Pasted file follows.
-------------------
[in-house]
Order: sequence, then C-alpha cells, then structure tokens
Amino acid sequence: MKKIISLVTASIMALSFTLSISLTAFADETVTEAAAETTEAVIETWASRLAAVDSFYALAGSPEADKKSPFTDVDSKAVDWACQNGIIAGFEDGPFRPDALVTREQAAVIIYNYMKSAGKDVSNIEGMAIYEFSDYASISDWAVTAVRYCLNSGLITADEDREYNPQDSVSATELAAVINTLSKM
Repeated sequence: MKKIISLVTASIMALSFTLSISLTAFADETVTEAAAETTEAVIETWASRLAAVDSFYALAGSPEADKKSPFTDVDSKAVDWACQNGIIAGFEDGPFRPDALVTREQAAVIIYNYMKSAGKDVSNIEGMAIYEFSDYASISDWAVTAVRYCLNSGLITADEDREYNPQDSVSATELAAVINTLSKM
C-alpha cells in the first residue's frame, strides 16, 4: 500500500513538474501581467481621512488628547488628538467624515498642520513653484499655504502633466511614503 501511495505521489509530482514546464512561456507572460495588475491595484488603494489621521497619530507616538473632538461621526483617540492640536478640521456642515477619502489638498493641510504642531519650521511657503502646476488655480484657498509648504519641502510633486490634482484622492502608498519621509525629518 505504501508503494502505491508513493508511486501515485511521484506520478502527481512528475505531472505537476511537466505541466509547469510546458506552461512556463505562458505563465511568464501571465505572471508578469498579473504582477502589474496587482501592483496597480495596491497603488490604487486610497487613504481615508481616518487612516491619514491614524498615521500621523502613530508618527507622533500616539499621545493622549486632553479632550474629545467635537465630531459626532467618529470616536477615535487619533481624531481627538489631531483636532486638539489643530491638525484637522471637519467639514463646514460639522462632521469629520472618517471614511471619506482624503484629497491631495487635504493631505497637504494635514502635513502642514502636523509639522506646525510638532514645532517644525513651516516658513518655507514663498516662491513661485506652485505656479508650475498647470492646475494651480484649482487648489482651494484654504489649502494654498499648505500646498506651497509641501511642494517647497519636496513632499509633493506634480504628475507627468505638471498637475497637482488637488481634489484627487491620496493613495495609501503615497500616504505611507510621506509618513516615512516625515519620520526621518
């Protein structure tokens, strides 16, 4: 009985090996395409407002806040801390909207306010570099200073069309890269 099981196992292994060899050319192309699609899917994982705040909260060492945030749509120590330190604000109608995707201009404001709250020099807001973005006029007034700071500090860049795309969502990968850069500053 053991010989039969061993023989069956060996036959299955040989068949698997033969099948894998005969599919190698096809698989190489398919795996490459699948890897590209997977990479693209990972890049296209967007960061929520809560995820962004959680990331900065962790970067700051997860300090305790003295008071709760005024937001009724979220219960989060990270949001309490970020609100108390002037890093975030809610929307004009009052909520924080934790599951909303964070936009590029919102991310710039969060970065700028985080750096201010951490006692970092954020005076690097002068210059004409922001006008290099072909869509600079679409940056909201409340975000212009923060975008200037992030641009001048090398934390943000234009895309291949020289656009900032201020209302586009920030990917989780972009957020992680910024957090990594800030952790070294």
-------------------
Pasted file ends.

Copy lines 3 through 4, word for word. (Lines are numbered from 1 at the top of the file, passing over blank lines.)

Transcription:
Amino acid sequence: MKKIISLVTASIMALSFTLSISLTAFADETVTEAAAETTEAVIETWASRLAAVDSFYALAGSPEADKKSPFTDVDSKAVDWACQNGIIAGFEDGPFRPDALVTREQAAVIIYNYMKSAGKDVSNIEGMAIYEFSDYASISDWAVTAVRYCLNSGLITADEDREYNPQDSVSATELAAVINTLSKM
Repeated sequence: MKKIISLVTASIMALSFTLSISLTAFADETVTEAAAETTEAVIETWASRLAAVDSFYALAGSPEADKKSPFTDVDSKAVDWACQNGIIAGFEDGPFRPDALVTREQAAVIIYNYMKSAGKDVSNIEGMAIYEFSDYASISDWAVTAVRYCLNSGLITADEDREYNPQDSVSATELAAVINTLSKM